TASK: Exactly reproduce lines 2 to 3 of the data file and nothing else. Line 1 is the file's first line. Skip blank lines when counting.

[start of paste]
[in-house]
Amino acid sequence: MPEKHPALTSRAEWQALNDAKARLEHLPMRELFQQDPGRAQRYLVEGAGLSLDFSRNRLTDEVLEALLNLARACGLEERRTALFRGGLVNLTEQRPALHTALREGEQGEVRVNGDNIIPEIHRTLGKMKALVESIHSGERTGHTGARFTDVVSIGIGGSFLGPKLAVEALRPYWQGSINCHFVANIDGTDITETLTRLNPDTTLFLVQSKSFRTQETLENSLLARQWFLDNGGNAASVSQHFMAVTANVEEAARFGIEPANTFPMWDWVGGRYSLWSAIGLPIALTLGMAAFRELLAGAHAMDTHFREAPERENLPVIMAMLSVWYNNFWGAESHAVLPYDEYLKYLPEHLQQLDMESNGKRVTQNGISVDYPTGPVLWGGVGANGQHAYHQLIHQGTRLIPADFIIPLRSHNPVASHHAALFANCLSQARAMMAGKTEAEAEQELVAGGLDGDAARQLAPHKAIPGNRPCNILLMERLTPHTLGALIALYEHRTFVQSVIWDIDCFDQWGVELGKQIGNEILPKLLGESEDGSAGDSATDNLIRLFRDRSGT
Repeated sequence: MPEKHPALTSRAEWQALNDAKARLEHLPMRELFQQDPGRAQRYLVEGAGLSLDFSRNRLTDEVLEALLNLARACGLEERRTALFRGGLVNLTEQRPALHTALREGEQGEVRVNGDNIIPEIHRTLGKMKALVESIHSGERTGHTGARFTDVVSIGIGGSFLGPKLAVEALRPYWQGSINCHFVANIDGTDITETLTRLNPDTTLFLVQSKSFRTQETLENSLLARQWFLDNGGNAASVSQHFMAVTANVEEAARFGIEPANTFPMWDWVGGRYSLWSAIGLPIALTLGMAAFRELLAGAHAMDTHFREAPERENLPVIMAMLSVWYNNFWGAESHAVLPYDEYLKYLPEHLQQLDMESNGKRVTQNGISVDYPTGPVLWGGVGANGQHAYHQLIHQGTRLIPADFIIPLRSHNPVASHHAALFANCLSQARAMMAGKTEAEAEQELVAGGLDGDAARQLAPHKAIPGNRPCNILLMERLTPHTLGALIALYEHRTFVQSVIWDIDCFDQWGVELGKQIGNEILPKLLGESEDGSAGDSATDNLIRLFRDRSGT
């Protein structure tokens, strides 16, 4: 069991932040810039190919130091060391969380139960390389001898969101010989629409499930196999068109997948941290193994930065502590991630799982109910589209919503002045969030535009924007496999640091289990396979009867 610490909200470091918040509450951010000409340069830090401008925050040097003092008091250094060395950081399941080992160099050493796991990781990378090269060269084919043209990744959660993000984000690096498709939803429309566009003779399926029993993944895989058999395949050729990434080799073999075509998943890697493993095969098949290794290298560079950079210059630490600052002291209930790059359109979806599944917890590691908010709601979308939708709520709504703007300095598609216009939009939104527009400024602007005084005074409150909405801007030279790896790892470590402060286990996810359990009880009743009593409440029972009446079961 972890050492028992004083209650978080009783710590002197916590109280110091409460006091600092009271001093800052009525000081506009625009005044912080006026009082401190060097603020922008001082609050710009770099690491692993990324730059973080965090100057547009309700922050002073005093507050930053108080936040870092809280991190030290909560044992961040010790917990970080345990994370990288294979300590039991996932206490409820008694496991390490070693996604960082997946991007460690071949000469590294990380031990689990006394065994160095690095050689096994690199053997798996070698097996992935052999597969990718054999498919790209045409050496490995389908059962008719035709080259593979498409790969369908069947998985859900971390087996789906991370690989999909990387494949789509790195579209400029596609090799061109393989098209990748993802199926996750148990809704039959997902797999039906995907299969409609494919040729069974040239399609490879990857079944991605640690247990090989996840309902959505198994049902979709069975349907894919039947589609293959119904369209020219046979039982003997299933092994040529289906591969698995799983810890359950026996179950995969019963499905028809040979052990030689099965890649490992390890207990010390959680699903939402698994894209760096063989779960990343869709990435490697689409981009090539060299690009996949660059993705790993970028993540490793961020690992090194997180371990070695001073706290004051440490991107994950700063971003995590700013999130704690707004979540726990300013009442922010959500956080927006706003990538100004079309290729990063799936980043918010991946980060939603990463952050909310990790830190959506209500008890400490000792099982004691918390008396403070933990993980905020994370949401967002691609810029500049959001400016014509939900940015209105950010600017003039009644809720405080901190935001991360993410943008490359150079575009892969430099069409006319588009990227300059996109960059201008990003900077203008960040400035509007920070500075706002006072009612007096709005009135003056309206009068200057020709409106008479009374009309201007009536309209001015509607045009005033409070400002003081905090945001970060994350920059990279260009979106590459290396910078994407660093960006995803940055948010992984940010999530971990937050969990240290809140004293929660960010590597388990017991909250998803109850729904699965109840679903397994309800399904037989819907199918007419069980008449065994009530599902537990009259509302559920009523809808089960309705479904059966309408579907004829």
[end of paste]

Amino acid sequence: MPEKHPALTSRAEWQALNDAKARLEHLPMRELFQQDPGRAQRYLVEGAGLSLDFSRNRLTDEVLEALLNLARACGLEERRTALFRGGLVNLTEQRPALHTALREGEQGEVRVNGDNIIPEIHRTLGKMKALVESIHSGERTGHTGARFTDVVSIGIGGSFLGPKLAVEALRPYWQGSINCHFVANIDGTDITETLTRLNPDTTLFLVQSKSFRTQETLENSLLARQWFLDNGGNAASVSQHFMAVTANVEEAARFGIEPANTFPMWDWVGGRYSLWSAIGLPIALTLGMAAFRELLAGAHAMDTHFREAPERENLPVIMAMLSVWYNNFWGAESHAVLPYDEYLKYLPEHLQQLDMESNGKRVTQNGISVDYPTGPVLWGGVGANGQHAYHQLIHQGTRLIPADFIIPLRSHNPVASHHAALFANCLSQARAMMAGKTEAEAEQELVAGGLDGDAARQLAPHKAIPGNRPCNILLMERLTPHTLGALIALYEHRTFVQSVIWDIDCFDQWGVELGKQIGNEILPKLLGESEDGSAGDSATDNLIRLFRDRSGT
Repeated sequence: MPEKHPALTSRAEWQALNDAKARLEHLPMRELFQQDPGRAQRYLVEGAGLSLDFSRNRLTDEVLEALLNLARACGLEERRTALFRGGLVNLTEQRPALHTALREGEQGEVRVNGDNIIPEIHRTLGKMKALVESIHSGERTGHTGARFTDVVSIGIGGSFLGPKLAVEALRPYWQGSINCHFVANIDGTDITETLTRLNPDTTLFLVQSKSFRTQETLENSLLARQWFLDNGGNAASVSQHFMAVTANVEEAARFGIEPANTFPMWDWVGGRYSLWSAIGLPIALTLGMAAFRELLAGAHAMDTHFREAPERENLPVIMAMLSVWYNNFWGAESHAVLPYDEYLKYLPEHLQQLDMESNGKRVTQNGISVDYPTGPVLWGGVGANGQHAYHQLIHQGTRLIPADFIIPLRSHNPVASHHAALFANCLSQARAMMAGKTEAEAEQELVAGGLDGDAARQLAPHKAIPGNRPCNILLMERLTPHTLGALIALYEHRTFVQSVIWDIDCFDQWGVELGKQIGNEILPKLLGESEDGSAGDSATDNLIRLFRDRSGT